Classical pianist Glenn Gould’s 1981 recording of Bach’s Goldberg variations carved a deep impression. For five years, Verlinde played the recording on a loop while sleeping to instill the virtuous polyphony into his sub- conscious. In a small band, “bass and horn are jazz versions of Bach two-part inventions.”
“Two parts can create a lot of music.” Verlinde respects the “core values of music – melodic invention, symmetry and aesthetically pleasing devices.” In improvisation, Verlinde “takes material from a composer and plays a game of reinvention. Everything I do relates to that song.”
To maintain technique, Verlinde practices finger calisthenics with two-handed scales and arpeggios from the 1873 book The Virtuoso Pianist in Sixty Exercises by Charles-Louis Hanon. The book’s prefaces states: “This entire volume can be played through in an hour; and if, after it has been thoroughly mastered, it be repeated daily for a time, difficulties will disappear as if by enchantment, and that beautiful, clear, clean, pearling execution will have been acquired which is the secret of distinguished artists.”
One secret that Verlinde shares freely: “Find a good private teacher and put in the hours.” He tells his students that it takes a long time to hear the music. “The road to mastery is doing something every day and it will add up. It’s like climbing a mountain. If you try to get to the summit in one day, you will quickly encounter obstacles. If you carve a stone block every day to extend steps up the mountain, after a lifetime you will have a path to the top.” For Verlinde, like so many other jazz musicians, the daily stone blocks are basics – listening, transcribing, sight reading, time and learning musical vocabulary.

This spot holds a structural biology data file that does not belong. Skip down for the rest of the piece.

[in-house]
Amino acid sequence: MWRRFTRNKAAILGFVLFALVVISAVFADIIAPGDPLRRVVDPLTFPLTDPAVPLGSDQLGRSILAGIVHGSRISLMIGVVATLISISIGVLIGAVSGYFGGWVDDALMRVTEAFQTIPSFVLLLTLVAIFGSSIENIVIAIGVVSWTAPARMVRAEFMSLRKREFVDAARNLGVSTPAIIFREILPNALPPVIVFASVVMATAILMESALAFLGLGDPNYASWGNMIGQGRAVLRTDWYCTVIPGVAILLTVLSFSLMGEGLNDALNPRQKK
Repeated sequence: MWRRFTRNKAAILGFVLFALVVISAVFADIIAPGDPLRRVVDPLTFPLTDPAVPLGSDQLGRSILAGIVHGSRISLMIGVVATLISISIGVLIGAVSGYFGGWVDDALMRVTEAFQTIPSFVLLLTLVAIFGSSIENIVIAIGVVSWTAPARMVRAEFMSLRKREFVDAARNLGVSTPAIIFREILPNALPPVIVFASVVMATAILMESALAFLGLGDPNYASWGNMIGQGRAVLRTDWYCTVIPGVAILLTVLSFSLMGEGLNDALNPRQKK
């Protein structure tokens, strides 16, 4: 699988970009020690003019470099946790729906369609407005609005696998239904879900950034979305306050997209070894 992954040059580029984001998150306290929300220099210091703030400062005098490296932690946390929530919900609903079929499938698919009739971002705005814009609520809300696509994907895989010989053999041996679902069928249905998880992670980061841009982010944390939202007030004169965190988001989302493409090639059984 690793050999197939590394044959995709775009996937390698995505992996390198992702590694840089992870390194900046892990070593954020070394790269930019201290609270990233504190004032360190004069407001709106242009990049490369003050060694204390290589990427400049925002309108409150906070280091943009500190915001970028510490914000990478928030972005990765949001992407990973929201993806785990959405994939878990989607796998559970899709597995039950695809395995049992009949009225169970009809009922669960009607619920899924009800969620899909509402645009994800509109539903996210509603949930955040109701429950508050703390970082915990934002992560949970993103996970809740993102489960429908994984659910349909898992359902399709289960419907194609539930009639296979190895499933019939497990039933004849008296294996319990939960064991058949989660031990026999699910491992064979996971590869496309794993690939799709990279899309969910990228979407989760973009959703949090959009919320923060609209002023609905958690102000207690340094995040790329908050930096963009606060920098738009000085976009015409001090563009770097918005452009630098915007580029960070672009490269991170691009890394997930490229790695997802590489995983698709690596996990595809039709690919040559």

A brief biography:
after attending a performance of the “Nutcracker”
with its live orchestra and a cast of dancers in colorful
costumes, pianist/composer Eric Verlinde begged his
family to buy him an instrument. “Of course,
I fell in love with it,” he said. “I thought
it was one of the most powerful things you could experience,
so I wanted to be a part of it.”
At intermission, he walked over to the orchestra pit
and peered down at the musicians. “I just totally
felt that was what I needed to do,” he said.
That Christmas, his family surprised him with a small
electric piano that had a record player attached to
it. His parents also
saved up to eventually purchase
him an upright piano from a local daycare facility.
The family’s limited finances did not stop them
from encouraging Eric to follow his dream.
Eric was born in Everett, Washington on May 24, 1976
with a bilateral cleft palate, a heart murmur, a broken
shoulder and a doctor’s prognosis that he would
only live for three days. “My parents didn’t
know if I was going to live or if I was going to die
right there,” says Verlinde. “I spent
a lot of time in hospitals and doctors’ offices.”
Eric runs his own production company,
Freedom Jazz Productions. He recently released his
fifth CD, entitled “Firewalker,” out
now. The album has some trio tunes with Chuck Kistler on bass and Andre Thomas on drums. They are joined by Tony Grasso on trumpet, Brian Kent on saxophone and percussionist Arturo Rodriguez. It is available on CD Baby and iTunes.
Eric has composed more than 150 pieces of music in
many different genres, including jazz, gospel, funk,
electronic, neoclassical, latin jazz, avant-garde,
rock, R&B and rap. He has played all over the
world, in such places as Paris, Berlin, London, Boston,
New York, San Francisco, Los Angeles, Hawaii and Vancouver,
B.C. Eric currently makes his home in Seattle with
his wife Mitzi. He spends his time
teaching by day and playing at night. For a list of
his current gigs, click here.
Eric grew up in Snohomish with his parents and two